Earlier this year, researchers published a paper in Molecular Ecology saying that the biodiversity of an area could be determined by closely studying the DNA derived from skin cells, scales, or waste found in soil samples. Now, says Scientific American's Sophie Bushwick, another team of researchers has published a paper in Molecular Ecology with a similar bent. The study found that the biodiversity of a freshwater habitat can be determined by closely studying the DNA in a sample of water from that habitat. "As animals swim through a lake, they leave behind traces of DNA. The more individuals of a particular species, the more DNA of that species will be shed. And be available to be measured," Bushwick says. When the researchers tested their method in about 100 European lakes and streams, she adds, they were able to correctly identify the "denizens" of these habitats as well as the sizes of their populations.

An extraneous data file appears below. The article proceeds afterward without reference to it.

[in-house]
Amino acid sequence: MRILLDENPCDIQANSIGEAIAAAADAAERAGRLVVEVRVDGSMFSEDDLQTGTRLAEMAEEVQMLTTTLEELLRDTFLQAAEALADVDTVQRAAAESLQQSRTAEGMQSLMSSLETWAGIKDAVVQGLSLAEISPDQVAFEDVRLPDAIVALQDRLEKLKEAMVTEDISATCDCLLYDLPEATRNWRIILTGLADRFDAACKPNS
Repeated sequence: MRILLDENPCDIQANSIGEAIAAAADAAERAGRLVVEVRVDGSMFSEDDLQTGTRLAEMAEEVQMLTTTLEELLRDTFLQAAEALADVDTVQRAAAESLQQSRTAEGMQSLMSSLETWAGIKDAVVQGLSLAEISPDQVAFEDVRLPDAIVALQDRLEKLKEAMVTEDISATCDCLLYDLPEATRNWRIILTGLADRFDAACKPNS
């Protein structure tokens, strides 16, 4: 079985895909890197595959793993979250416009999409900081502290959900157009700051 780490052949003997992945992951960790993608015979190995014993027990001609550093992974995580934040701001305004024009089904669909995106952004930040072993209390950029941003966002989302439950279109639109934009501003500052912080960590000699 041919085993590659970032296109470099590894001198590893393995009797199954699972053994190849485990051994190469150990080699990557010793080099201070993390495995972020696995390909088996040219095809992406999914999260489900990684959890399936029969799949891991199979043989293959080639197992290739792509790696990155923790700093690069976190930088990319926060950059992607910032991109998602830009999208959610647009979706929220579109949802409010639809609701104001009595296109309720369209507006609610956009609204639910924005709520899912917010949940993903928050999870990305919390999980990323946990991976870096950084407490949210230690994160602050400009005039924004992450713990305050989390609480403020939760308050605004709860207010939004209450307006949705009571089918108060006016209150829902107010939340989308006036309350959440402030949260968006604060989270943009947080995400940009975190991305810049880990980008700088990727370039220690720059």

'Denizens' of the Deep
Dec 20, 2011